Experts export water knowledge for Nepal
Australian researchers will deliver life-saving help to farmers in some of the poorest and most arid regions on the planet.
Australia’s Ambassador to Nepal has launched a 4-year project to improve water use for dry-season agriculture in the Eastern Gangetic Plains.
An Australian team will work with counterparts in Nepal, India and Bangladesh, to help farmers boost their crop yields by making more efficient use of ground and surface water during the dry summer months.
“Water is not an isolated sector or industry, and this calls for greater multilateral cooperation,” Ambassador Glenn White said,
The Eastern Gangetic Plains is one of the most densely populated and poverty stricken regions in South Asia.
Environmental concerns are exacerbated by deeply-entrenched social structures, inequitable landlord–tenant relations, and poor access to irrigation water, all of which limit agricultural production.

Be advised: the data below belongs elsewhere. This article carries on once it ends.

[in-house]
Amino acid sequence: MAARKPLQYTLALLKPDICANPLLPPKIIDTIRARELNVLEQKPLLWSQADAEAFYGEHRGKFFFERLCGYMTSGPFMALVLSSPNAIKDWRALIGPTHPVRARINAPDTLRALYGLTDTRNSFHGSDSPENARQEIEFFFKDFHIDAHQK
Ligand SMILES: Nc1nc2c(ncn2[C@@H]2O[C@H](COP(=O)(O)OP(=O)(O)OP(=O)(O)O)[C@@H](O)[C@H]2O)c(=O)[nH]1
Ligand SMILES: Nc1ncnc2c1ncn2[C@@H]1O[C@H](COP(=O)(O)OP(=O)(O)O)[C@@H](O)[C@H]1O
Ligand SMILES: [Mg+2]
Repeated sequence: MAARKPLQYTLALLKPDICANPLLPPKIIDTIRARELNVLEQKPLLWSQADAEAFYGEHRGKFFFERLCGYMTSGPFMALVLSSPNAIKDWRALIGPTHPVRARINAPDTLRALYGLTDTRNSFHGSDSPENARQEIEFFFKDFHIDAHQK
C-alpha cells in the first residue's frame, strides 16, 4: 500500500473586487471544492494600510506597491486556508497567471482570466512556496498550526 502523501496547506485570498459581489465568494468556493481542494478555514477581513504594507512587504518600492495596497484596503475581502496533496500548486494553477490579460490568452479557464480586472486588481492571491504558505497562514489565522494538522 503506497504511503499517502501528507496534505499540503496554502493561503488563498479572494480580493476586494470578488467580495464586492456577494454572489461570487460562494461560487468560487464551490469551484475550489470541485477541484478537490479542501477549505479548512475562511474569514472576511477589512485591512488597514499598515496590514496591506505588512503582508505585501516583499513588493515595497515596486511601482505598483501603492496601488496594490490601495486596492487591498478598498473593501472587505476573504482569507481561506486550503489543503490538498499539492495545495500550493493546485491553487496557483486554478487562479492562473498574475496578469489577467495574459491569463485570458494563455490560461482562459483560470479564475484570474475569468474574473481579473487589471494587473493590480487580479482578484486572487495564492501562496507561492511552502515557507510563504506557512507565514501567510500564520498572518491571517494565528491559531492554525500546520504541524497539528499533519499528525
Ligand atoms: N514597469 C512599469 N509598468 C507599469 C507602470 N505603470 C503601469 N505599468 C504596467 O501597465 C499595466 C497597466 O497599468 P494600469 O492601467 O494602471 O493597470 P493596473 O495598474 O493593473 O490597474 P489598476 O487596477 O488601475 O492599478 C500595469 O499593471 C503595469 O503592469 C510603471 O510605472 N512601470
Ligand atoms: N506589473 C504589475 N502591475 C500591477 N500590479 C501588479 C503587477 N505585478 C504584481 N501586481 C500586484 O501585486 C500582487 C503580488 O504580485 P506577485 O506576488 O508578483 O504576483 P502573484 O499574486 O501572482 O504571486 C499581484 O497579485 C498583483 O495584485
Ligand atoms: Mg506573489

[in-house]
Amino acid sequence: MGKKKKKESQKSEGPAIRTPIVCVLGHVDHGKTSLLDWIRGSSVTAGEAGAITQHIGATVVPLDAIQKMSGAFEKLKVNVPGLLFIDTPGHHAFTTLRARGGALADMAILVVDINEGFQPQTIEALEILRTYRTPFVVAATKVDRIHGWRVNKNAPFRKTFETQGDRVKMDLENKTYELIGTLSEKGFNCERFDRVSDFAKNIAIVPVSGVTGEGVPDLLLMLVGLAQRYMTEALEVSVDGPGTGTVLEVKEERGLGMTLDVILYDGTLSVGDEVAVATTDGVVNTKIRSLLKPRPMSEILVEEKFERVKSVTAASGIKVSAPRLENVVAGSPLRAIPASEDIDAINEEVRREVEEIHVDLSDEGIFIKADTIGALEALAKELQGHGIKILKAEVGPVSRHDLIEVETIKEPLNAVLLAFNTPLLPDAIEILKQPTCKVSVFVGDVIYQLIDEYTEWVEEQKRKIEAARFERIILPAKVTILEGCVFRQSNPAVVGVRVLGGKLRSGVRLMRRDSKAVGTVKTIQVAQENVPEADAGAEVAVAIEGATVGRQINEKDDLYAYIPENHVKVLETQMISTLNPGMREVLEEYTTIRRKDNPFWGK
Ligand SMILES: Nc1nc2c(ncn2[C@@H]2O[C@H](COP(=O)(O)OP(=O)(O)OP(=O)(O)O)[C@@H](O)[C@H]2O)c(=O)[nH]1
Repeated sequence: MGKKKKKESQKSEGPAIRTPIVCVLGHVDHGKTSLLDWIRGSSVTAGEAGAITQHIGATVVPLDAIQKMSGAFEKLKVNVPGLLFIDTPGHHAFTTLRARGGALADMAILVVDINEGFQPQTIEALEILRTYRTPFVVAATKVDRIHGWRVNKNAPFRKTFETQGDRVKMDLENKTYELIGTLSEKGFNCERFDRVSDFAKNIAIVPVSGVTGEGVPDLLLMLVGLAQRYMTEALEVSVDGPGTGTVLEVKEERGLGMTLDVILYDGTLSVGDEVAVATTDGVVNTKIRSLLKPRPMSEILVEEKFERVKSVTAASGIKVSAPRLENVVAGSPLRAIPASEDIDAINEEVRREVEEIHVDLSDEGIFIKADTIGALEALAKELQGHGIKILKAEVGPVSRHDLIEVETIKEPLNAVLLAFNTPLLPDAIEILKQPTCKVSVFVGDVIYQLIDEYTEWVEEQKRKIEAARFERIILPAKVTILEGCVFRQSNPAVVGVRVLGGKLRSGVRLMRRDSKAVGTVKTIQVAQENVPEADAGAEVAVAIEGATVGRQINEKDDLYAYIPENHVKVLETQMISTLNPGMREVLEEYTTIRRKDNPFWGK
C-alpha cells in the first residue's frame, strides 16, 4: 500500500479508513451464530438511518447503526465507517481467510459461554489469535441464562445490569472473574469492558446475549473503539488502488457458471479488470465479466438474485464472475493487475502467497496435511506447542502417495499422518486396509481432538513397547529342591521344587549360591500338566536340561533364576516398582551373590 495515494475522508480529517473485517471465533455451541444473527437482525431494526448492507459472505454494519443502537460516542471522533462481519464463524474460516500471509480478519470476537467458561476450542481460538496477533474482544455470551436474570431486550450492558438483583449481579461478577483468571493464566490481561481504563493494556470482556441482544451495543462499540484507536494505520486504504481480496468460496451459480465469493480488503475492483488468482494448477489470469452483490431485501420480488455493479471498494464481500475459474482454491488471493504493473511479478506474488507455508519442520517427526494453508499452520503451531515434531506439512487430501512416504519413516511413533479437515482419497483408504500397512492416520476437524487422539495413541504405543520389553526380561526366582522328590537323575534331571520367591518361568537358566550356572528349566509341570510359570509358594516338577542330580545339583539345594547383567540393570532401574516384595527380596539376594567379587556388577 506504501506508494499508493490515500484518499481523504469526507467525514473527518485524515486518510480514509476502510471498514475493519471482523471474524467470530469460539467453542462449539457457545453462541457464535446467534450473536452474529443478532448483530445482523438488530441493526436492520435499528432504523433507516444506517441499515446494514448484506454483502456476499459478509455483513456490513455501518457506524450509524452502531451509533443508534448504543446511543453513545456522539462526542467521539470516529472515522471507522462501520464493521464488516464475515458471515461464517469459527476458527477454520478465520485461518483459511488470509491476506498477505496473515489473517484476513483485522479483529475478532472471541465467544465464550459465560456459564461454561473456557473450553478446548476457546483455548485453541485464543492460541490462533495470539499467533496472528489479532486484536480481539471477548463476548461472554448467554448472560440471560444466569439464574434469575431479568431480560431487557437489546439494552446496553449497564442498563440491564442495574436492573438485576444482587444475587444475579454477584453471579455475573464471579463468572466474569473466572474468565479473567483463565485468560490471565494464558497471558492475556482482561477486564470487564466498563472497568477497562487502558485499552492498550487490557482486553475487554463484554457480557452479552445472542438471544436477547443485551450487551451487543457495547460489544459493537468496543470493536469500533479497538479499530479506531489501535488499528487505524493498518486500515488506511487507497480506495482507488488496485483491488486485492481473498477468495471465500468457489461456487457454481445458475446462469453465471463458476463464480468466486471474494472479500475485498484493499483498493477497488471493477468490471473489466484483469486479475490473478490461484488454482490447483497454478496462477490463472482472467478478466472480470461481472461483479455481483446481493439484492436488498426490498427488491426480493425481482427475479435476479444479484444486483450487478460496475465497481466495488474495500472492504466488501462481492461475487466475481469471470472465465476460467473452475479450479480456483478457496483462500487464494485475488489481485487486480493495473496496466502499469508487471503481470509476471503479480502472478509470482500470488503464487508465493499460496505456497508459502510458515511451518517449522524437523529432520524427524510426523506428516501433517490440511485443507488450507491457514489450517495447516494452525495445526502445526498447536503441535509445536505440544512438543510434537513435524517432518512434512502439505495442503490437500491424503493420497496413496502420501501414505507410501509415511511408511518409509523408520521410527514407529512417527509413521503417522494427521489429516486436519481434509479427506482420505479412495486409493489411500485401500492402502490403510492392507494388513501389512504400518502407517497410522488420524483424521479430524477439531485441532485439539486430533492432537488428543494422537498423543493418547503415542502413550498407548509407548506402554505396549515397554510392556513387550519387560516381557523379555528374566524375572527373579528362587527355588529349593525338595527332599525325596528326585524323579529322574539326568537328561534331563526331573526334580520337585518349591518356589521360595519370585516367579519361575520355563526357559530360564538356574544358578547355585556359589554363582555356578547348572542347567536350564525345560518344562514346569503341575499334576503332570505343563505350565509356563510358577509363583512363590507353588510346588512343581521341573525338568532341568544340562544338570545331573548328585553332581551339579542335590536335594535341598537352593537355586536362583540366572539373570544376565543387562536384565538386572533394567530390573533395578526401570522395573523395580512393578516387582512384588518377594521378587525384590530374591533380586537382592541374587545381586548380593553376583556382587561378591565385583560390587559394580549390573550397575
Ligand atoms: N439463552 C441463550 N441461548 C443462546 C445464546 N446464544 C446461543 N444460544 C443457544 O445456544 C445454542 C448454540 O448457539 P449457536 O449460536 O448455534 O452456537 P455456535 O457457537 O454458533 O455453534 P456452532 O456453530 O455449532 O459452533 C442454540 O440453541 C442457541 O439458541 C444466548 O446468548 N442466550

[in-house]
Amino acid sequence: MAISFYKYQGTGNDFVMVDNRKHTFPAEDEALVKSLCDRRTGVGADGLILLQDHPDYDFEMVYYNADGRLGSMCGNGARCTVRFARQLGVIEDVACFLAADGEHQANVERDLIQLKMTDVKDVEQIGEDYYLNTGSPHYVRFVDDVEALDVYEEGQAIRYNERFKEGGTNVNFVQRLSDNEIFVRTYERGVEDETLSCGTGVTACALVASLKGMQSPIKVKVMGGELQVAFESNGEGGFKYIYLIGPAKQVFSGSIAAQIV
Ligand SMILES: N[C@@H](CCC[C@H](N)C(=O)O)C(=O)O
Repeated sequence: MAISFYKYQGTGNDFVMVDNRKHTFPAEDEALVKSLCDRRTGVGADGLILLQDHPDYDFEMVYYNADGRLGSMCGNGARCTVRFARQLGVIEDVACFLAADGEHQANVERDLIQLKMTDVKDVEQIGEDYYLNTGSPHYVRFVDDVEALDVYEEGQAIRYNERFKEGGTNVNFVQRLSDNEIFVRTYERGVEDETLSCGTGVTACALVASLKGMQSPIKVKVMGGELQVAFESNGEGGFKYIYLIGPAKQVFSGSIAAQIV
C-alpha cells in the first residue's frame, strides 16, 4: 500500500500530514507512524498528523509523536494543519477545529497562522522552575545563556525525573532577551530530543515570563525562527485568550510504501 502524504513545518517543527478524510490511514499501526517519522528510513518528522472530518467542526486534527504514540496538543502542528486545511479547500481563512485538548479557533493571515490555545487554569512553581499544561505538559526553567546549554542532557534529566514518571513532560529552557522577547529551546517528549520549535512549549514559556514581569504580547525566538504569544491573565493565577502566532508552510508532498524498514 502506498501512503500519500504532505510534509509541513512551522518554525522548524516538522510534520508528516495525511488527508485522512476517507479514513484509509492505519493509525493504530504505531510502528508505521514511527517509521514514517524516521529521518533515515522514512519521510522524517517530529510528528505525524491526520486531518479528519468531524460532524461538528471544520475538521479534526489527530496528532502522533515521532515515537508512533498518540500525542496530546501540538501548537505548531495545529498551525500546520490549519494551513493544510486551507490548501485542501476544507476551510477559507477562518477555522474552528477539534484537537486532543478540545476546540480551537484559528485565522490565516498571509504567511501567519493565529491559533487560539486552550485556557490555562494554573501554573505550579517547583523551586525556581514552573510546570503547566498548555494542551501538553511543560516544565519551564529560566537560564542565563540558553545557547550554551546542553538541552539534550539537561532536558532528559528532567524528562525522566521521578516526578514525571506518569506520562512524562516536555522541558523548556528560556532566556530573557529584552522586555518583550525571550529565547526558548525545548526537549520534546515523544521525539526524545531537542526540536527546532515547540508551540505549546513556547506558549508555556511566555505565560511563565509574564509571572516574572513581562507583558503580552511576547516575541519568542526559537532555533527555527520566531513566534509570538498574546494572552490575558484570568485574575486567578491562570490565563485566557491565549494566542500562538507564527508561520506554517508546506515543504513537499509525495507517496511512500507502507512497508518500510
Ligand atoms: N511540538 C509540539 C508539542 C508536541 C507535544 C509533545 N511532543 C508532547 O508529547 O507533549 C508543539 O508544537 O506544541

The lack of access to water means that large areas of land remain uncultivated during the dry summer months, forcing the land-less and marginalised farmers to migrate to cities in search of work.
This project, which will be coordinated by the Australian Centre for International Agricultural Research (ACIAR) aims to diversify the options for the rural residents by analysing key constraints and opportunities for use of ground and surface water.
Research will be carried out across Nepal, India and Bangladesh, as farmers test and adopt new technologies to manage their water resources.
ACIAR has put out this fact sheet to explain their new effort.